Hacking together a live stream video feed for a beehive

June 20, 2023

Categories: Electronics Home Improvement Sysadmin

A still frame from the BeeCam. The carnage on the front is a rogue black cherry. The bees are friendly.

A still frame from the BeeCam. The carnage on the front is a rogue black cherry. The bees are friendly.

This post is begging for an initial post on how I ended up with bees, but as this isn’t a beekeeping blog (yet), I’ll first go into some detail on the live stream I setup to watch the bees come and go. There are a lot of live streaming guides targeted at social media enthusiasts, but these gloss over the weatherproofing and power difficulties of outdoor deployments, as well as assume some app (Youtube, Twitch, …) is going to be involved (via a mobile phone). So, I started to piece together bits of tech to arrive at something robust and self-hosted.

The Camera

I ended up going with the Reolink RLC-820A which is “security camera” with attractive and problematic features both.



The pigtail is seriously dumb

Note the stark lack of weather proofing.

Note the stark lack of weather proofing.

Out of the box, there’s a weather enclosure only for the PoE Ethernet, leaving a reset button and 12V DC connector completely exposed to the elements. Reolink officially suggests buying a ~$25 mounting box with a weather proof compartment to contain this mess, but that’s a third of the cost of the camera, so no thanks Reolink. With these exposed connectors, expect corrosion on the 12V and frequent factory resets – the cameras are basically unusable outdoors.

I opted for removing these connectors and sealing off the end with silicone adhesive, and both problems were a thing of the past. Forgetting the password for the device might result in having to add a weather-proof reset button back (or shorting the wires manually), so be aware of the consequences.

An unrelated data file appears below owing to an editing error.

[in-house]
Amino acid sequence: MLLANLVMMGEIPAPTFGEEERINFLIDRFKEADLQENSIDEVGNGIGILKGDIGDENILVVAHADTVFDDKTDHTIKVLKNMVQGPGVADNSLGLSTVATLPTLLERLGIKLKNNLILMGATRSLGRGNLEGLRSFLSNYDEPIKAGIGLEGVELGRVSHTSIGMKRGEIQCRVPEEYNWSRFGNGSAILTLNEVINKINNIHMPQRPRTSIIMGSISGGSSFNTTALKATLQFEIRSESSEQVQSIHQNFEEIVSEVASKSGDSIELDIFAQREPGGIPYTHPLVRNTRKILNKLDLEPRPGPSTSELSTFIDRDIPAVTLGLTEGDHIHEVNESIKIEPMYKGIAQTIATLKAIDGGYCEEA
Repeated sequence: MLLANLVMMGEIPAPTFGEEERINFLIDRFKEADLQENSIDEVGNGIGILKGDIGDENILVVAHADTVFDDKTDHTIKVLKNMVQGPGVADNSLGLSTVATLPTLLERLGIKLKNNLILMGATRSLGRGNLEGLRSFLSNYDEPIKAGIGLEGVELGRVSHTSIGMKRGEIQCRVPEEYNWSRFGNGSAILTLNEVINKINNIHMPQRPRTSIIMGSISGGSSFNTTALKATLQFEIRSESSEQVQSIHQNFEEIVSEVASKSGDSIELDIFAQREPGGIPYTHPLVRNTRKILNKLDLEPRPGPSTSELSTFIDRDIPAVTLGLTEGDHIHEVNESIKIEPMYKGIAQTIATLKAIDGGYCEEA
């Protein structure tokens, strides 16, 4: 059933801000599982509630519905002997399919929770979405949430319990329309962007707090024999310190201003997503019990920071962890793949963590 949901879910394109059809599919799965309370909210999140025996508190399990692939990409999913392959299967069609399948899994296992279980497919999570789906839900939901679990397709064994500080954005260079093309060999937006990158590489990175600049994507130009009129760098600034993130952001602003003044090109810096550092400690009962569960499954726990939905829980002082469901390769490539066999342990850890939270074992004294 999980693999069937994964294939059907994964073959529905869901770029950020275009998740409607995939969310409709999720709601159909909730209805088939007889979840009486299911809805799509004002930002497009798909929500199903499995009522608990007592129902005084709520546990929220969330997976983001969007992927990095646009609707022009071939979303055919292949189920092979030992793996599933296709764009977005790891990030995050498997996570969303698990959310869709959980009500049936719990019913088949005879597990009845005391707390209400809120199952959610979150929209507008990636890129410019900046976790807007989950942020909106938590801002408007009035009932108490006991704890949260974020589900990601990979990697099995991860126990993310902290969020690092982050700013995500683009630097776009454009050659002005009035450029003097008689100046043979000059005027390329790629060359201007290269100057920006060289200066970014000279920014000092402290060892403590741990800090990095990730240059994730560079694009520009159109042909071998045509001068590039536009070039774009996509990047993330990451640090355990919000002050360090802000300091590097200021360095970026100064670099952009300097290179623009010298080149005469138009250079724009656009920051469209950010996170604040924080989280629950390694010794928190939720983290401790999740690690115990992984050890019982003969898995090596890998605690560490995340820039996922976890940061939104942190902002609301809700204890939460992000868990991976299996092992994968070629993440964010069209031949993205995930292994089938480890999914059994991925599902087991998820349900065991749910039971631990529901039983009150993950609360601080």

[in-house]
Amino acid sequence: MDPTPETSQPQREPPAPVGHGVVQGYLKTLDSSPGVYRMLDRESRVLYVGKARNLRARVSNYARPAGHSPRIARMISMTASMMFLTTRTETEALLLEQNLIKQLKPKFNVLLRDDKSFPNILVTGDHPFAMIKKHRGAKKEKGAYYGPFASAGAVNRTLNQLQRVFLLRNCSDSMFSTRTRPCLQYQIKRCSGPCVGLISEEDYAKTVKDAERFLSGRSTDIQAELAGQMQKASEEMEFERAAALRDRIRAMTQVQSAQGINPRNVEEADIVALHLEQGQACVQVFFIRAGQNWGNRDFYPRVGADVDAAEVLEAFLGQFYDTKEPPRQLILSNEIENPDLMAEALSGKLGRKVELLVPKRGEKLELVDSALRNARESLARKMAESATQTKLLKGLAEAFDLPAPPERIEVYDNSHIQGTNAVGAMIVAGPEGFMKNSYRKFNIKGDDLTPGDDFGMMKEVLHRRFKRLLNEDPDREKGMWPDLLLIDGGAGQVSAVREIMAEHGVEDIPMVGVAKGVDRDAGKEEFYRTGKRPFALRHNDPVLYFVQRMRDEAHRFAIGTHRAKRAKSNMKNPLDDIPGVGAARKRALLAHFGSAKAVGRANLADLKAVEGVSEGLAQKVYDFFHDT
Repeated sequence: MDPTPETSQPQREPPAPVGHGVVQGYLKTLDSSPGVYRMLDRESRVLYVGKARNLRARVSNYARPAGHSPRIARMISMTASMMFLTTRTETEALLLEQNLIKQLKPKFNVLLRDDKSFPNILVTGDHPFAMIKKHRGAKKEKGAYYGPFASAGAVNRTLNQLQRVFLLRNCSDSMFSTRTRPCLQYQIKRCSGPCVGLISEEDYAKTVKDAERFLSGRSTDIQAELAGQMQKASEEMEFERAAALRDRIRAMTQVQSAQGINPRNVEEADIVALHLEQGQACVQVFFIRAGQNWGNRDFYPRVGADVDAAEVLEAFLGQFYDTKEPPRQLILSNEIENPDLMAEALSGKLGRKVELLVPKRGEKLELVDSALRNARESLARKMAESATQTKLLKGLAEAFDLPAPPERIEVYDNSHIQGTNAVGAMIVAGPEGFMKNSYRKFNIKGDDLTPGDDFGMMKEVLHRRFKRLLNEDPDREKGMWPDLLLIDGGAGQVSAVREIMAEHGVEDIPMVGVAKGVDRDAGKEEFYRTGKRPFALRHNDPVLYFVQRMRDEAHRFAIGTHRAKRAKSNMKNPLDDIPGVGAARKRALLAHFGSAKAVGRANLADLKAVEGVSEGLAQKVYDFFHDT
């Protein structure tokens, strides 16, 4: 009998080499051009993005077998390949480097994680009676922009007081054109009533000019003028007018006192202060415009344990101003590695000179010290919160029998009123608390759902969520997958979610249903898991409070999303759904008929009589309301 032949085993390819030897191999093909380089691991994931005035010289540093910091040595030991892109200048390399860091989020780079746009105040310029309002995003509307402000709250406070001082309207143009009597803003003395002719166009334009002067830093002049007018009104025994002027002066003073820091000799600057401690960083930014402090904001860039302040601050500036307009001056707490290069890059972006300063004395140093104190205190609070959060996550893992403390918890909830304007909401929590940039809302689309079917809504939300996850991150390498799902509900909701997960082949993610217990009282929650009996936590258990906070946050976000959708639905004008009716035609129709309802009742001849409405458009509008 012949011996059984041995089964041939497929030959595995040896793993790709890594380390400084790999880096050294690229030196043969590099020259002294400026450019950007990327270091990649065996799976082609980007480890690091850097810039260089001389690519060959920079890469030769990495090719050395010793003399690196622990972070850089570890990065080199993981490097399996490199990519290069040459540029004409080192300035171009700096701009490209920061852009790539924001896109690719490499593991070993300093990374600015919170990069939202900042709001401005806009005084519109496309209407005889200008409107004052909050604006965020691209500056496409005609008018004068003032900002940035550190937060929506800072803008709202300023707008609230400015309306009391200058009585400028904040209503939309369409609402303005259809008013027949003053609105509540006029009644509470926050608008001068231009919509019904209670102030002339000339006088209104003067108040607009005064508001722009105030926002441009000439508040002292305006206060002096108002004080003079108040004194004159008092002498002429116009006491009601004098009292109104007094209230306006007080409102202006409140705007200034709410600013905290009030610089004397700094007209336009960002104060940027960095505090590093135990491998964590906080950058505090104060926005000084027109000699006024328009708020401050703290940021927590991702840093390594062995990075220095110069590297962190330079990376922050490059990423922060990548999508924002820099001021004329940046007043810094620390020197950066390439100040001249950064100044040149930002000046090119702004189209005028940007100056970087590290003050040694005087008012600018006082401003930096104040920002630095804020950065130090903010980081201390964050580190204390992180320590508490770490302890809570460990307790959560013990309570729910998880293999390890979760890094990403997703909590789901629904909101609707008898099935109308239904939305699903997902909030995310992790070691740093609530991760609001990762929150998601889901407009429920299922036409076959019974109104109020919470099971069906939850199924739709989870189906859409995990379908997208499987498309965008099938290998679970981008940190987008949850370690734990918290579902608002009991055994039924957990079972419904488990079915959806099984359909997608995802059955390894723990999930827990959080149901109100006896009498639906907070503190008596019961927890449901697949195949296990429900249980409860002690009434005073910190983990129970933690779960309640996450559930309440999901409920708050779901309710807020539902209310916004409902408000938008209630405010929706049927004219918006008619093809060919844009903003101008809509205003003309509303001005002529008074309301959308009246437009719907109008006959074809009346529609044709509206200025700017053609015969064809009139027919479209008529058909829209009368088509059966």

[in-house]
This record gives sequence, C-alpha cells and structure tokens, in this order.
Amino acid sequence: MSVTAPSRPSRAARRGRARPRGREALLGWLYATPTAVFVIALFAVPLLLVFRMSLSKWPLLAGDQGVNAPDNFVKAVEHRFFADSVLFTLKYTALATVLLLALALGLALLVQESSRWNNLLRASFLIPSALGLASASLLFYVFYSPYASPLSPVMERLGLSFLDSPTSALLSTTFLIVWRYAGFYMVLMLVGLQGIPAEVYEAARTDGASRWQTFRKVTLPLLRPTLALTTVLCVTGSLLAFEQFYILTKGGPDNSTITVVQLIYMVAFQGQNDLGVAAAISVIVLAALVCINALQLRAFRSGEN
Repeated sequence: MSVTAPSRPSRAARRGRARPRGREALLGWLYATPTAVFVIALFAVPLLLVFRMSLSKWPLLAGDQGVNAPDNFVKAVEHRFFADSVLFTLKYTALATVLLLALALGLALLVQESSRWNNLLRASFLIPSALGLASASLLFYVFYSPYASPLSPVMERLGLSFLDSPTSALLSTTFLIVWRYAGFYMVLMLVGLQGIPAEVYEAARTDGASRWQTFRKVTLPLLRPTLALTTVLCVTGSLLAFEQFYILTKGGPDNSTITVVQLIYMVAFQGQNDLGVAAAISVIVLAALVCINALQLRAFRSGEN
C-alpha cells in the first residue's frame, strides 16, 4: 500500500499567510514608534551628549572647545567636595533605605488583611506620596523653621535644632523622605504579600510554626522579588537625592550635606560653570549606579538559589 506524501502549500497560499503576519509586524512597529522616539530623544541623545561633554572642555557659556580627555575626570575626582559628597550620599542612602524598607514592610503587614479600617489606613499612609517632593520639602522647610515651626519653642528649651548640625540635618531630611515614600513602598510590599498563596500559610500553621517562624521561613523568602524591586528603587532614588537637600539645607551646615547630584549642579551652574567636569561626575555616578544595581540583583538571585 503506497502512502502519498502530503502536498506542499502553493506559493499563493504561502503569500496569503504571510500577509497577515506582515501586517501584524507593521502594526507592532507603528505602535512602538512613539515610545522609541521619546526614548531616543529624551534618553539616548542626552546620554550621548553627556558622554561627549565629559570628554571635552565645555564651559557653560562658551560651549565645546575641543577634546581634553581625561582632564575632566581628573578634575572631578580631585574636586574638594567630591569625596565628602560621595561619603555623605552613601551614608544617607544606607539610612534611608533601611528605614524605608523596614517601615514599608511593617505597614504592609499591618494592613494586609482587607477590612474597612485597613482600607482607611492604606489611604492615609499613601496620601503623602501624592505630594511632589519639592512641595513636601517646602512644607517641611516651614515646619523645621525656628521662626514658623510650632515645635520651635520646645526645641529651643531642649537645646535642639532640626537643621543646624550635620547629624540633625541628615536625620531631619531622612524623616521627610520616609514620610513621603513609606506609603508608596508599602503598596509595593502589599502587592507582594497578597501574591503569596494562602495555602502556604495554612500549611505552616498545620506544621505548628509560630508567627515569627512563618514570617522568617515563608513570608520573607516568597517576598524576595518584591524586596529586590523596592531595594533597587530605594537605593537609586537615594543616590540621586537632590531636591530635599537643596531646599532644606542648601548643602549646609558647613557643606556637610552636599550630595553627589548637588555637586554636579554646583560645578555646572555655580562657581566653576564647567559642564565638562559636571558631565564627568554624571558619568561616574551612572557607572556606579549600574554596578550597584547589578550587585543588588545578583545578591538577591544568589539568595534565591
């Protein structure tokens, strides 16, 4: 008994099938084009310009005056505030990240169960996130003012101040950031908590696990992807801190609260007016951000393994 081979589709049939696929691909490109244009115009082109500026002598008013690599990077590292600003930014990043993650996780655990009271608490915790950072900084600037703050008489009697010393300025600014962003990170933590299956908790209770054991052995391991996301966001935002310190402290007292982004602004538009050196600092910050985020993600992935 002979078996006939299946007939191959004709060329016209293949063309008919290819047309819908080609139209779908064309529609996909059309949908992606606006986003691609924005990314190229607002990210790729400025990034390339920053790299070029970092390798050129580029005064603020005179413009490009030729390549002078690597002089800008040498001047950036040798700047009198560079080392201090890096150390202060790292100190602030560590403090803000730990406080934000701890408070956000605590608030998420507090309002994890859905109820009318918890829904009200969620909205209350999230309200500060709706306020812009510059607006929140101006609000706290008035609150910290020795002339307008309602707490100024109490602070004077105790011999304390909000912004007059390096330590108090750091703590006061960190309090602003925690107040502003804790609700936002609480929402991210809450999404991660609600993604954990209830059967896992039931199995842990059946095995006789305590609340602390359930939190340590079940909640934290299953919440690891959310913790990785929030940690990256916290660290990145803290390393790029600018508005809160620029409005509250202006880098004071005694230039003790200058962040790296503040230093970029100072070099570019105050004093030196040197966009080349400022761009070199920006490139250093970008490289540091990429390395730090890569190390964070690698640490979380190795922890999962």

PoE is delightful

I acquired a TL-SG108PE 8-port PoE switch to drive this (and optionally 3 more) camera(s). Couple that with some direct-bury CAT-6 Ethernet cable, and it was very easy to trench power and data connectivity out to the hive. Technically, this is limited to 330 feet, due to the Ethernet standard, but one might go further with PoE range extenders… 100ft cables were sufficient to reach anywhere in this suburban environment.

Focusing on the bees

As a security camera, this has a very wide field of view, and is intended for targets far away. The FoV is wide for my taste, so I’ll be cropping the center of the feed for the stream to achieve something like 70 deg FoV. The focus at infinity is a bit more problematic – placed close (2 feet) to a hive, the image will be blurry out of the box.

Fortunately, I’ve got some experience turning desktop webcams into telescope sensors, and these Reolink security cameras are just beefed up webcams with weather proofing and PoE. Inside the weather proof housing, one finds a pretty standard screw mount focusing mechanism for the optics. This has been glued at the “correct” (for a security camera) focus at infinity, but I’d like to pull it into about ~ 1.5 feet for prime focus. Around 1/8 of a turn of the focus screw brought a test pattern into crisp focus on the live feed. Brute force and a small pipe wrench was used to overcome the glue, which seems to still be in place holding at the new focus.


Call this the V1 mount, made from scraps in the garage. Note the removed pigtail.

Call this the V1 mount, made from scraps in the garage. Note the removed pigtail.

This was not my proudest creation, but it got the camera close to the hive, in an easily adjustable (by virtue of re-staking) manner. A block of wood was used to compress a PVC pipe to the camera mount.

Network connectivity